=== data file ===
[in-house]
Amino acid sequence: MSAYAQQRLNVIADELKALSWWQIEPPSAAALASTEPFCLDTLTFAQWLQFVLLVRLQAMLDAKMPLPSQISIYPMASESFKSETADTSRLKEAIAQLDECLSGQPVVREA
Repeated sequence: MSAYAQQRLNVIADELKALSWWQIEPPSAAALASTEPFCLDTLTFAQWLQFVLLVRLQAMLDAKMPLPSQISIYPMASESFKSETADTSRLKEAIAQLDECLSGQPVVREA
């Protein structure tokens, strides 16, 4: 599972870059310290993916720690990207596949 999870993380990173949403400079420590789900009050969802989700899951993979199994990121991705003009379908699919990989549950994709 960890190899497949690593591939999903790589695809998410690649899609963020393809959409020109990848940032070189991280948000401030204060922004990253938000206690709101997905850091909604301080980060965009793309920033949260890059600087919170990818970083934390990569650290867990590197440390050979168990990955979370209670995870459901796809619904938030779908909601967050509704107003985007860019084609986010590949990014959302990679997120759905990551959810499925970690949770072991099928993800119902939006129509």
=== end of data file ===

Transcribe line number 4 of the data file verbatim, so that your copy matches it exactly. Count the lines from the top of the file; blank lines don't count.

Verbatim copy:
């Protein structure tokens, strides 16, 4: 599972870059310290993916720690990207596949 999870993380990173949403400079420590789900009050969802989700899951993979199994990121991705003009379908699919990989549950994709 960890190899497949690593591939999903790589695809998410690649899609963020393809959409020109990848940032070189991280948000401030204060922004990253938000206690709101997905850091909604301080980060965009793309920033949260890059600087919170990818970083934390990569650290867990590197440390050979168990990955979370209670995870459901796809619904938030779908909601967050509704107003985007860019084609986010590949990014959302990679997120759905990551959810499925970690949770072991099928993800119902939006129509």